3) What’s your favorite hobby? Besides sleeping?? I like to play chase. I know when my parents don’t close the door completely and I like to try to escape to the outside world. The best is the basement. Lots to explore. But they don’t like when I go down there so I usually have to go back to our room. It sucks. Plus sometimes they don’t actually chase after me which is no fun at all.

4) What are your duties around the inn? Huh? I sleep. I eat. I occasionally play around with my carpet mice. And in the middle of the night I like to chase imaginary prey and wake up my parents. Duties?? I do not know what that word even means?

5) Tell me honestly, which of your parents do you like better? Well, I’m going to say the male one. I like to sit in his lap sometimes. It relaxes me. And he cleans my litter box which is VERY important. Although the female is nice too and she brings me my food a lot of the time. She drives me crazy though because she always wants to pet me or kiss me or take a photo of me and it disturbs my sleep.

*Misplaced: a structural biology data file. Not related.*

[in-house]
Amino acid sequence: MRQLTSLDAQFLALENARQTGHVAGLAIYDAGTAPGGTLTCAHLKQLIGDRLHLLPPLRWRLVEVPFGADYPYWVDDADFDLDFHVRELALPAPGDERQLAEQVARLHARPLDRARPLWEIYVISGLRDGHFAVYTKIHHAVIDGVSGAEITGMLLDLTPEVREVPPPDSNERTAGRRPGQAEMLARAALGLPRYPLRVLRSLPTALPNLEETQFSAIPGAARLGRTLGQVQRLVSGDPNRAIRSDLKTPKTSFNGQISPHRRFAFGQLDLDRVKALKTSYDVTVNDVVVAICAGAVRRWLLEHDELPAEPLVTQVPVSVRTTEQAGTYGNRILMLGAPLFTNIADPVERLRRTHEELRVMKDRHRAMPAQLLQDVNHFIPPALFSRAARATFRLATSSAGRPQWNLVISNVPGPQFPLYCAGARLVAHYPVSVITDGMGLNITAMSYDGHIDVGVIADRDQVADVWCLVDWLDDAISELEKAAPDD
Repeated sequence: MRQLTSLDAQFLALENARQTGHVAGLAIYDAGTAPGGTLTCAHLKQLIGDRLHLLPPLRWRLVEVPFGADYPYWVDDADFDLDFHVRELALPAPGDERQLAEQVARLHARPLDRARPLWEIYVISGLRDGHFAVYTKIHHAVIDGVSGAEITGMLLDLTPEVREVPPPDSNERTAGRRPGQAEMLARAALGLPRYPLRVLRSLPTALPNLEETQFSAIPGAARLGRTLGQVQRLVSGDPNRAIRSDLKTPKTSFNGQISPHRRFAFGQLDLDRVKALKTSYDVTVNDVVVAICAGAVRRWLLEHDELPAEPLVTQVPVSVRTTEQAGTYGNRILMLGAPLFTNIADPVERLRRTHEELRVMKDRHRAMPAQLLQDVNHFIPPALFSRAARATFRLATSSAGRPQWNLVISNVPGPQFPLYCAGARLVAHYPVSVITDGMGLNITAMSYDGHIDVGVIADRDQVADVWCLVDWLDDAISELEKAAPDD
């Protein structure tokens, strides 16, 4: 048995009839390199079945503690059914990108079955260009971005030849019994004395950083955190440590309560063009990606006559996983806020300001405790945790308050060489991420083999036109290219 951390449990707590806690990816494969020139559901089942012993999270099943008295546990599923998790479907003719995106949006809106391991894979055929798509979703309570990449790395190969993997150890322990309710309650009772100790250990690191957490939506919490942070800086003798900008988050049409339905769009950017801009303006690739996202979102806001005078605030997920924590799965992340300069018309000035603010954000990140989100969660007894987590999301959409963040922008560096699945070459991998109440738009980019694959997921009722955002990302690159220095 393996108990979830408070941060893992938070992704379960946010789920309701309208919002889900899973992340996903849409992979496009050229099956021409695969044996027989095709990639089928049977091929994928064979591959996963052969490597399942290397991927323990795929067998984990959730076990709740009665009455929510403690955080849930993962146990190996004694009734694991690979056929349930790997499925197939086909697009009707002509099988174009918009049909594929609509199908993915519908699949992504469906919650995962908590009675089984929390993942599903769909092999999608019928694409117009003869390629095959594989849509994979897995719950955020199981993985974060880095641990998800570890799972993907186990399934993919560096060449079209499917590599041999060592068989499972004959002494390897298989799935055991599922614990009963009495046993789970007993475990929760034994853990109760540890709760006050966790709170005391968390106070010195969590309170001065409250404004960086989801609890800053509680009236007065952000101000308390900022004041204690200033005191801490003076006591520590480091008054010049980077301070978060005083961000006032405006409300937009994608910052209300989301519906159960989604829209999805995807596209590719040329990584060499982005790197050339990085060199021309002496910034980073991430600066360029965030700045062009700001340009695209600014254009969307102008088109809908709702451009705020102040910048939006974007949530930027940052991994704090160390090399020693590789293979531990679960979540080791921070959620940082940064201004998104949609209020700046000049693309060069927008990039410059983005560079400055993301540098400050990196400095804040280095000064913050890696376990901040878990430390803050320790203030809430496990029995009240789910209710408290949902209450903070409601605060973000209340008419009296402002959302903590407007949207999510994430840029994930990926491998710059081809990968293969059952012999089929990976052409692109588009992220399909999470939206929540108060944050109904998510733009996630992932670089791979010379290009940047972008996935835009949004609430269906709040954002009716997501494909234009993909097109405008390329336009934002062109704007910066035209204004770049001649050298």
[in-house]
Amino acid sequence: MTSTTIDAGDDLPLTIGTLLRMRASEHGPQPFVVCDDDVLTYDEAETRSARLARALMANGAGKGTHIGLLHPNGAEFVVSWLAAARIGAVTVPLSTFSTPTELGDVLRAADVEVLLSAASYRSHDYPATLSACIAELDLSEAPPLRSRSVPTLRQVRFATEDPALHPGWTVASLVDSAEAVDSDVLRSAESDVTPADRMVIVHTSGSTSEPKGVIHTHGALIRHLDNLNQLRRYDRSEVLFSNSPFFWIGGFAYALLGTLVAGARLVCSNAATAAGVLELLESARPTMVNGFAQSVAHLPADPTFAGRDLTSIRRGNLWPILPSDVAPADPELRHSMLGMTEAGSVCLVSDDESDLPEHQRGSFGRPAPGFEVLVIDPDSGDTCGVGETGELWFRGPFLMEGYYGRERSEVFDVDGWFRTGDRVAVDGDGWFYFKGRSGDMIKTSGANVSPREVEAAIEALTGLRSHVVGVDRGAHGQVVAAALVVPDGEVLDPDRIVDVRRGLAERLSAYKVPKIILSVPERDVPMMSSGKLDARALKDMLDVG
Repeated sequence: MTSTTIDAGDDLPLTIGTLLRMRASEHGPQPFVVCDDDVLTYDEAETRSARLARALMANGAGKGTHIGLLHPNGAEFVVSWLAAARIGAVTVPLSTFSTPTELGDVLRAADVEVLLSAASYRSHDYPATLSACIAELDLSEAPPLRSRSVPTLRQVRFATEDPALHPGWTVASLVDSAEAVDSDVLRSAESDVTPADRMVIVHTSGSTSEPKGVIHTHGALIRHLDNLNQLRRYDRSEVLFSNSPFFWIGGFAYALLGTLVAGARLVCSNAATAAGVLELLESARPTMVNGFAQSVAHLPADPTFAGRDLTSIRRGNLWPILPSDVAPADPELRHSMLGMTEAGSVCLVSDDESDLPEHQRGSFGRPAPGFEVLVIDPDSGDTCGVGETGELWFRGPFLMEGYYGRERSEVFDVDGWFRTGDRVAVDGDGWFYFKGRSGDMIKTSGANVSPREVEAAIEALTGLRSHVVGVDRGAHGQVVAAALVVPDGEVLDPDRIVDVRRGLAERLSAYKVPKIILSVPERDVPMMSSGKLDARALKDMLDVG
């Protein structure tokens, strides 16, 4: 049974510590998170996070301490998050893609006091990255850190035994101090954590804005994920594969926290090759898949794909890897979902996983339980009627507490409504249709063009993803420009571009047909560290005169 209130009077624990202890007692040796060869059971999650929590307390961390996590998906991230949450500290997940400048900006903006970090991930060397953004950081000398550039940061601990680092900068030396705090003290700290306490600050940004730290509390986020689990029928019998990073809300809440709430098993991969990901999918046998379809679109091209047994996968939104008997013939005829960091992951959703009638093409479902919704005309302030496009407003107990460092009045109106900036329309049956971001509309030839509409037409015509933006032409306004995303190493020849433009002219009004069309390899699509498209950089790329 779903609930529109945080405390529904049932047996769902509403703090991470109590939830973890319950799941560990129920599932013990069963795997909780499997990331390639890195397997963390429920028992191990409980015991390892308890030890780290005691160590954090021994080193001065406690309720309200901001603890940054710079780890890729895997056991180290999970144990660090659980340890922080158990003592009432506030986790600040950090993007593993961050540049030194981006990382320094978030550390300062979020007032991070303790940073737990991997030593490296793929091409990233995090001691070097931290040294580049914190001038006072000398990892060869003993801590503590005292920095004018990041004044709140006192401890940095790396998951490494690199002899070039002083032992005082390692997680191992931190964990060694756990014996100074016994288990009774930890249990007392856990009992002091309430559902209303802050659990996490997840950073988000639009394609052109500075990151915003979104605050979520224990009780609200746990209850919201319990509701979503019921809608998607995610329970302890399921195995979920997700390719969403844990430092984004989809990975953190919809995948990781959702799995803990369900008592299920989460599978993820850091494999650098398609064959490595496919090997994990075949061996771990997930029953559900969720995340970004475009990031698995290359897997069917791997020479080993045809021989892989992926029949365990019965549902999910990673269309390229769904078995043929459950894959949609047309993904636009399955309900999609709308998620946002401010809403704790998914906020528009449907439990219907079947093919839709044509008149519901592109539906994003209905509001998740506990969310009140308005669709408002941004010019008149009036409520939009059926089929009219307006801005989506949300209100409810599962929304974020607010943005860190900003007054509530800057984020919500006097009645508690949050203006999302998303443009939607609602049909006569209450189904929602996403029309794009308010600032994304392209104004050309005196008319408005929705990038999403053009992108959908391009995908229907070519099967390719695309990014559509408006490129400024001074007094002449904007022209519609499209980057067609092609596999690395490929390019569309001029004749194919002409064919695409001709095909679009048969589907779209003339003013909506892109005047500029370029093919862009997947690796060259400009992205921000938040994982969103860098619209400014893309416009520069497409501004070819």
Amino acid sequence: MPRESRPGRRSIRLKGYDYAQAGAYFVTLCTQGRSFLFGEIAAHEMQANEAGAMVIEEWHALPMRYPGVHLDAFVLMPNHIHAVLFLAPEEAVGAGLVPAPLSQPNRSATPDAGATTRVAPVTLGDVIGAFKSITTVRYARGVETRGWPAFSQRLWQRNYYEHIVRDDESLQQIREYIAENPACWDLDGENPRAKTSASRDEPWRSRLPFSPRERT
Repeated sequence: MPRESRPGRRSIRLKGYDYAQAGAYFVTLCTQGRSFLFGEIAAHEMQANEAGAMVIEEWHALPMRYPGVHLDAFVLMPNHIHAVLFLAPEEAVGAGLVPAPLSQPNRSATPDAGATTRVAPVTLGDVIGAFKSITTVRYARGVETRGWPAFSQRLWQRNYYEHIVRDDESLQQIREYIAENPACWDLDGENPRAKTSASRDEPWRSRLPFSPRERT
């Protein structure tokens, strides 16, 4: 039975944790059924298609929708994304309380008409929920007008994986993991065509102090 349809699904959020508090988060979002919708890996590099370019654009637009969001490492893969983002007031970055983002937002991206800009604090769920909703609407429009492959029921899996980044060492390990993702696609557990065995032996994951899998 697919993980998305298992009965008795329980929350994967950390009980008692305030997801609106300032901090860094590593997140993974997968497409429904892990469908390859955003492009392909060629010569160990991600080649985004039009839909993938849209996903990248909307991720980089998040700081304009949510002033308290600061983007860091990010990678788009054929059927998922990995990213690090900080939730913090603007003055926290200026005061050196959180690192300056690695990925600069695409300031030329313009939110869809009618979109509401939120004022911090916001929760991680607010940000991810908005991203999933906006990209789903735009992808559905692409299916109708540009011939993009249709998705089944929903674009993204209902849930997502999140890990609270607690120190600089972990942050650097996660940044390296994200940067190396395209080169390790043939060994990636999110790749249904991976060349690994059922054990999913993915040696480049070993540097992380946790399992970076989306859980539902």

6) Speaking of food, what is your favorite meal? I hear your mom is quite a cook! I don’t know about that. I’m VERY fussy. I only eat Hill’s Science Diet Indoor Hairball Control dry food and I have decided I only like one kind of wet food. Hill’s Science Diet Tender Tuna Dinner. BUT, it has to be mixed with my vitamins every morning and they have to add water to it so it’s brothy and not cold. I like the extra juice and I don’t like food that’s too cold. I don’t like the treats. They make me throw up.